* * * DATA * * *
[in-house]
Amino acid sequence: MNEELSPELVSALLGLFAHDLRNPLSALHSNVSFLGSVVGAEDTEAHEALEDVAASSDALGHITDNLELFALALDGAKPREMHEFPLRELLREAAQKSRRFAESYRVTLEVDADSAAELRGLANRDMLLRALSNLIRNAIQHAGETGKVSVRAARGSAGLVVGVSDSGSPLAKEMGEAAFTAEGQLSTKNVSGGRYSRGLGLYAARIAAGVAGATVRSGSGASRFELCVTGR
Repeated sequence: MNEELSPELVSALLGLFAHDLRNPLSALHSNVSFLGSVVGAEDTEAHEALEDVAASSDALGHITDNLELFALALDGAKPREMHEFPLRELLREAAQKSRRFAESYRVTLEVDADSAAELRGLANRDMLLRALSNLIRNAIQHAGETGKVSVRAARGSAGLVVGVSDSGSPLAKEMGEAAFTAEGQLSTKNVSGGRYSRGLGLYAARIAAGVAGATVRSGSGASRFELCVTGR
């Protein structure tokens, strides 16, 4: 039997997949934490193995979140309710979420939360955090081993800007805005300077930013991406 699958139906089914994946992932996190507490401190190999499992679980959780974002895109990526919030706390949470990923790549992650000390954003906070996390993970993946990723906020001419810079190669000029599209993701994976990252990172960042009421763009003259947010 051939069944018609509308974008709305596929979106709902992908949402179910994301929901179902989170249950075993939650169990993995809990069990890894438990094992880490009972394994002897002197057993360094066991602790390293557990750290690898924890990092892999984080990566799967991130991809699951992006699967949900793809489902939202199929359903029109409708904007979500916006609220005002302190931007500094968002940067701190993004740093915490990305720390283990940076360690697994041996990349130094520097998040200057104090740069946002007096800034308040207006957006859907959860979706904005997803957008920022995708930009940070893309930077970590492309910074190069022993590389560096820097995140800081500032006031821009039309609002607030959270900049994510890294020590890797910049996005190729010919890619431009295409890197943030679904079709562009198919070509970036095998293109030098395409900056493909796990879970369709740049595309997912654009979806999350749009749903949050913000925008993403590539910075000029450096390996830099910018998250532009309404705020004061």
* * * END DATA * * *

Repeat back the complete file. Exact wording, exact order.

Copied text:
[in-house]
Amino acid sequence: MNEELSPELVSALLGLFAHDLRNPLSALHSNVSFLGSVVGAEDTEAHEALEDVAASSDALGHITDNLELFALALDGAKPREMHEFPLRELLREAAQKSRRFAESYRVTLEVDADSAAELRGLANRDMLLRALSNLIRNAIQHAGETGKVSVRAARGSAGLVVGVSDSGSPLAKEMGEAAFTAEGQLSTKNVSGGRYSRGLGLYAARIAAGVAGATVRSGSGASRFELCVTGR
Repeated sequence: MNEELSPELVSALLGLFAHDLRNPLSALHSNVSFLGSVVGAEDTEAHEALEDVAASSDALGHITDNLELFALALDGAKPREMHEFPLRELLREAAQKSRRFAESYRVTLEVDADSAAELRGLANRDMLLRALSNLIRNAIQHAGETGKVSVRAARGSAGLVVGVSDSGSPLAKEMGEAAFTAEGQLSTKNVSGGRYSRGLGLYAARIAAGVAGATVRSGSGASRFELCVTGR
């Protein structure tokens, strides 16, 4: 039997997949934490193995979140309710979420939360955090081993800007805005300077930013991406 699958139906089914994946992932996190507490401190190999499992679980959780974002895109990526919030706390949470990923790549992650000390954003906070996390993970993946990723906020001419810079190669000029599209993701994976990252990172960042009421763009003259947010 051939069944018609509308974008709305596929979106709902992908949402179910994301929901179902989170249950075993939650169990993995809990069990890894438990094992880490009972394994002897002197057993360094066991602790390293557990750290690898924890990092892999984080990566799967991130991809699951992006699967949900793809489902939202199929359903029109409708904007979500916006609220005002302190931007500094968002940067701190993004740093915490990305720390283990940076360690697994041996990349130094520097998040200057104090740069946002007096800034308040207006957006859907959860979706904005997803957008920022995708930009940070893309930077970590492309910074190069022993590389560096820097995140800081500032006031821009039309609002607030959270900049994510890294020590890797910049996005190729010919890619431009295409890197943030679904079709562009198919070509970036095998293109030098395409900056493909796990879970369709740049595309997912654009979806999350749009749903949050913000925008993403590539910075000029450096390996830099910018998250532009309404705020004061």